TRUDY BENSON / RUSSELL TYLER
East Hampton Shed
Tucked away among a forested stretch off Buckskill Road, East Hampton Shed is changing the way we think about the barns and outbuildings dotting the back forty of homes on the East End. Four years ago, Hadley Vogel and Nate Hitchcock transformed a modest structure behind the Vogel Bindery into a space so crisp and white it's suitable for framing.
|East Hampton Shed, behind the Vogel Bindery in East Hampton|
More than a lean-to, less than a guest house, the Shed has morphed into a micro-gallery exhibiting some of the most interesting young artists between here and Mexico City. Exhibitions have included Lauren Luloff, Landon Metz, Brian Kokoska, Rebecca Ward, Abigail Vogel and Jean-Baptiste Bernadet, among others. Two Brooklyn-based painters, Trudy Benson and Russell Tyler open the season this year.
|Russell Tyler, BBPG, 2014, oil on canvas|
The evolution of the Shed goes back a way. While studying at Chicago's Columbia College, Vogel began to adapt a curatorial platform. Drawing on Chicago's do-it-yourself aesthetic, she mounted an apartment gallery, maintaining it for three years. "It was a labor of love," she said, noting that the gallery came long before her knowledge of the art market.
Hitchcock and Vogel eventually teamed up, and their shared affinity for contemporary art led them to Mexico City, drawn there in part by Gerardo Contreras's groundbreaking Preteen Gallery. Since then they've mounted off-site events and exhibitions and participated in art fairs in Miami, New York and Mexico. Hitchcock, also an independent curator, has organized shows at galleries such as Johannes Vogt in New York and LA's Honor Fraser.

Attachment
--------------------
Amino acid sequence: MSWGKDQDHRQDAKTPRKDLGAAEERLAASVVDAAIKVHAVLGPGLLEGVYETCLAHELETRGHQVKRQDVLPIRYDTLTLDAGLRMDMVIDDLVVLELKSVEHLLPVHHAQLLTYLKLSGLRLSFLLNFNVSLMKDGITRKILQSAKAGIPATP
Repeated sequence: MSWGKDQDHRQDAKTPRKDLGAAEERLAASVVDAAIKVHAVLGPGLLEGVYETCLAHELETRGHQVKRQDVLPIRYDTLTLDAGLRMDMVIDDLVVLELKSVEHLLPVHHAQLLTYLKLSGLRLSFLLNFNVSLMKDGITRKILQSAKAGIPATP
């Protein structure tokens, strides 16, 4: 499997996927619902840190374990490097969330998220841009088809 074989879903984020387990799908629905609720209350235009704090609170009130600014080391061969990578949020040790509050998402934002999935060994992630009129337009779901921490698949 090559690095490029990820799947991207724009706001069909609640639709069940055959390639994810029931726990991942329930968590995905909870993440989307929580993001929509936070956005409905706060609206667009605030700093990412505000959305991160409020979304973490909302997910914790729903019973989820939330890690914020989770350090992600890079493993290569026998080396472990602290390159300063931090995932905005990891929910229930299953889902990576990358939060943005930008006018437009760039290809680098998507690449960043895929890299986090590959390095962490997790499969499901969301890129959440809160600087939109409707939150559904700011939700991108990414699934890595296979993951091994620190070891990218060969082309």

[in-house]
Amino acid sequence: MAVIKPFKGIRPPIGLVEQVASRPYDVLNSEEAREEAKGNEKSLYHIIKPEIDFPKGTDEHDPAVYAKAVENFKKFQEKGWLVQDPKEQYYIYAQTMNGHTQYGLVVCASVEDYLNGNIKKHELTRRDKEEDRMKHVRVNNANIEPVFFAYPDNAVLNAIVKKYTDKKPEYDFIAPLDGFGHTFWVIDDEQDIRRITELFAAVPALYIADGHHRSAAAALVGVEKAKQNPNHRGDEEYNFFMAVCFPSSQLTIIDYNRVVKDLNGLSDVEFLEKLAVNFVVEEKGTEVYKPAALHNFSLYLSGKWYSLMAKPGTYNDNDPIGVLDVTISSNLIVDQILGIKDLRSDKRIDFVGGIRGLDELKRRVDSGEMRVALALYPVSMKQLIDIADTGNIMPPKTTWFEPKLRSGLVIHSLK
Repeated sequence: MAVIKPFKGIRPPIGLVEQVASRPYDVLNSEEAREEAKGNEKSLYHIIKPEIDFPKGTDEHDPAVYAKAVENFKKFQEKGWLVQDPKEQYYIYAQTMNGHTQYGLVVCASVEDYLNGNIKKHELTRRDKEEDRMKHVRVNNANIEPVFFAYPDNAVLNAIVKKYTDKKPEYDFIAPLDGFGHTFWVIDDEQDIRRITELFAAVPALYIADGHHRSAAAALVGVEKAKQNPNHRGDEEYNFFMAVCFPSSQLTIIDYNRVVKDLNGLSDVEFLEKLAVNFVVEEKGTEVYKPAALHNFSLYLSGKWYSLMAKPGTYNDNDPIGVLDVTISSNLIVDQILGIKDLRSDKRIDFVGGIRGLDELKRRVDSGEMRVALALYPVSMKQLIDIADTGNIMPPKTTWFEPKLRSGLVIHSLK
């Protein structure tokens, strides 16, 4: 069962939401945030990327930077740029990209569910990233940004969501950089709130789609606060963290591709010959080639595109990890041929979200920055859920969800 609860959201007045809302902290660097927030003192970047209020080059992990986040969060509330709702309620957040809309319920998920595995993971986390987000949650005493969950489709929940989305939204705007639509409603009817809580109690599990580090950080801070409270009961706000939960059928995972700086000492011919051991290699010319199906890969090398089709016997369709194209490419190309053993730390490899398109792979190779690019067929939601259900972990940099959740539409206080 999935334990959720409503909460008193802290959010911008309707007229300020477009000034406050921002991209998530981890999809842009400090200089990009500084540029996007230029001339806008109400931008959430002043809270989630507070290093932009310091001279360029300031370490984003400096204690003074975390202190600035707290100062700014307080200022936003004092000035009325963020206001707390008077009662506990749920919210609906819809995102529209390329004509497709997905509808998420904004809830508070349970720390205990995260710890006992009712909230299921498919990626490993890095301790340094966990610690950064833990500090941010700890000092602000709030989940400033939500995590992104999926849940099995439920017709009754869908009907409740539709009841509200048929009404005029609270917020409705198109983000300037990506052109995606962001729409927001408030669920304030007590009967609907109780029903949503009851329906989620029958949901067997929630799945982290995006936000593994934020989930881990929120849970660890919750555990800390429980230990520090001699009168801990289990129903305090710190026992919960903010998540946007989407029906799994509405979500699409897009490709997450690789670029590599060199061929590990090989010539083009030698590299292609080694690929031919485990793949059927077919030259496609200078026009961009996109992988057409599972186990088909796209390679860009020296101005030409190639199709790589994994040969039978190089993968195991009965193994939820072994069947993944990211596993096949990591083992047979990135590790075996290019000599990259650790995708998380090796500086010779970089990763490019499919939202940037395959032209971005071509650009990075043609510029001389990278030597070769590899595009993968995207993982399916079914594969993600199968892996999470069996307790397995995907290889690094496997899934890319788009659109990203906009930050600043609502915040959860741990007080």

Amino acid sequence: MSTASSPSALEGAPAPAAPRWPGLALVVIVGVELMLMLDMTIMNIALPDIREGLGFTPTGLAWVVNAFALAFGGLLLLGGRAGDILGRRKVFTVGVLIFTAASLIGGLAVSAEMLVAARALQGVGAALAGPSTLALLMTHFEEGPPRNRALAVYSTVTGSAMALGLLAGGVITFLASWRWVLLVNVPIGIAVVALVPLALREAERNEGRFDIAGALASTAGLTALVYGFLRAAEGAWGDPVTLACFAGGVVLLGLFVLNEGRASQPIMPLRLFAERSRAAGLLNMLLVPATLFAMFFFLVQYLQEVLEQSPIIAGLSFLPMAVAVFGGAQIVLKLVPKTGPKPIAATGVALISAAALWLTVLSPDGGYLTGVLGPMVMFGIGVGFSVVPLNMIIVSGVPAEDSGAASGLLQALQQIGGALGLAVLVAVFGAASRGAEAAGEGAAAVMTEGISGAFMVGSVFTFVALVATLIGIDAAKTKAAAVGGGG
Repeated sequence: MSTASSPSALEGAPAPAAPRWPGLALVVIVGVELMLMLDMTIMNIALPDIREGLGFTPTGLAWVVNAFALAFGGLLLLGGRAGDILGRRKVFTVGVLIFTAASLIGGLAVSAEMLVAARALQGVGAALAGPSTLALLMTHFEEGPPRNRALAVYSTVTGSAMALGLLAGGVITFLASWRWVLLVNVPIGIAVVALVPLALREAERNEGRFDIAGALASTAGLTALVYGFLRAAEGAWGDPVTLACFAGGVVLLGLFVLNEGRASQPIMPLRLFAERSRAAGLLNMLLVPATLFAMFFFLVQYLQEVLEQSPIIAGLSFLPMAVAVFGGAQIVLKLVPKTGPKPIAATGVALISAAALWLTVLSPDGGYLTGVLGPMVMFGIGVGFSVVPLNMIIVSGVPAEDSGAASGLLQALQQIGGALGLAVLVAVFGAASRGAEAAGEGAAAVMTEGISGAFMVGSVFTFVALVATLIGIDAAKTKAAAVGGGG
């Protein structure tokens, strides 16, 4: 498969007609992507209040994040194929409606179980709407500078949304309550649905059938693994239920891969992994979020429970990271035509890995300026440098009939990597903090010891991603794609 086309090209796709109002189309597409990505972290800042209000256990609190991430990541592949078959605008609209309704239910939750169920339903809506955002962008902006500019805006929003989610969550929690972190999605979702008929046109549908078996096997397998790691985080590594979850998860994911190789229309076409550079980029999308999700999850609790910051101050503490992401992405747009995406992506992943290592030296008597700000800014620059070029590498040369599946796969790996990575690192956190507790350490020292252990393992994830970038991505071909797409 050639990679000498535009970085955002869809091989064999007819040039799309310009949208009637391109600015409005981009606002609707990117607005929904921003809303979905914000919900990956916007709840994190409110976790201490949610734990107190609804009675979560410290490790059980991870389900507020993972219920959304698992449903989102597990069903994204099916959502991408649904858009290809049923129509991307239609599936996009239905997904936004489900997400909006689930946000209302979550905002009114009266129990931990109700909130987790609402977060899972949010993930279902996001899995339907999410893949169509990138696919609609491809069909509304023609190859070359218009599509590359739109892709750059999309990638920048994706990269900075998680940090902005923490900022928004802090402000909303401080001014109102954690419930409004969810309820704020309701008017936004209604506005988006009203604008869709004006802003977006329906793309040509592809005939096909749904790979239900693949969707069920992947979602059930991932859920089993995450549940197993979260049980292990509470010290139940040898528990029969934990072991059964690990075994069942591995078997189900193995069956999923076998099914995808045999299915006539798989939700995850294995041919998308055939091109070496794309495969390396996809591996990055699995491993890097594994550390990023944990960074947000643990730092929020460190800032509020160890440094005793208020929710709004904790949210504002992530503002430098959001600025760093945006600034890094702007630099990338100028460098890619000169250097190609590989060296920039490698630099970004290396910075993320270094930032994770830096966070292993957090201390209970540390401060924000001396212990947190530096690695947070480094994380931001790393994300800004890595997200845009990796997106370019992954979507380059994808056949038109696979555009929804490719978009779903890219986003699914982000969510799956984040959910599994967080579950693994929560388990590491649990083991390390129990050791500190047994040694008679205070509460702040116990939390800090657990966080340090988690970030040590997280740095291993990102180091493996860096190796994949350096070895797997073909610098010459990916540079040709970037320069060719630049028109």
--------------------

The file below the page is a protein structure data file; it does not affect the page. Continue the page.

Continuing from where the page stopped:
|detail, Benson's Yellow Shade, 2015|
Back at the Shed, single works by both artists activate this dynamic space. Benson's work is a layered melange of calligraphy, cutaways and viscous swaths of pigment, with strata of gestures pushing forward and sliding back at the same time. Fast paced and blithely haywire, Yellow Shade is a meditation on destabilization.
While the pictorial field is filled with spatial ruptures, formally the painting thrives on compositional rejoinders like background, foreground and middle ground -- its cacophony yielding to formal balance.
Benson's strategy is frisky, skillful and tight. She lays down a ground of sprightly lines, creating a hazy playground of airbrushed doodles that pop in an out of focus.
Mid-ground, abstract shapes function like architectural gateways that both anchor the image field and act as a window into the painting.
In the foreground, contours of extruded pigment fly over the surface, marking the field like Nazca lines. The effect is radiant and dizzying.
|Russell Tyler and friend|
On an adjacent wall, Russell Tyler's painting BBPG is ravenous, imbued with an explosive painterly finesse. In his rigorous studio practice Tyler has moved nimbly from the figurative to geometric abstraction, continuing outward from there, always with a long interpretive glance.
Known for paintings that possess a raw structural precision and evocations of obsolete technology, vintage computer graphics and video games, his abstractions convey a deep sense of nostalgia.
|Russell Tyler, BBPG, 2015, acrylic and oil on canvas|
Tyler's appreciation of mid-century American abstraction is also nostalgic, and it taps into Reinhardt, Hoffman and Still with a distance that is reductive, refreshing and free of post-modern angst. In figural works he has referenced Goya, and here, BBPG is a tour de force homage to Phillip Guston, abstract expressionism and the New York school.
His material sensibility is one of such viscidity and so much depth that the paintings veer toward the sculptural, possessing a powerful physical presence.
With a palette that's more Dow Chemical than, say, Per Kirkeby's naturalist, feel-good coloration, Tyler's synthetic colors source the likes of TV screens, patio furniture or plastic refuse. Not unlike Guston, his exploration of color gradients is often limited in tone and hue.
In BBPG, Pepto-Bismol pinks rub shoulders with blacks and a range of baby blues, cobalt and Payne's gray. The effect is stunning, with blues and grays commingling dead center in a collision of slurpy clouds, painterly schisms and muscular, effusive marks. Tyler is a painter's painter.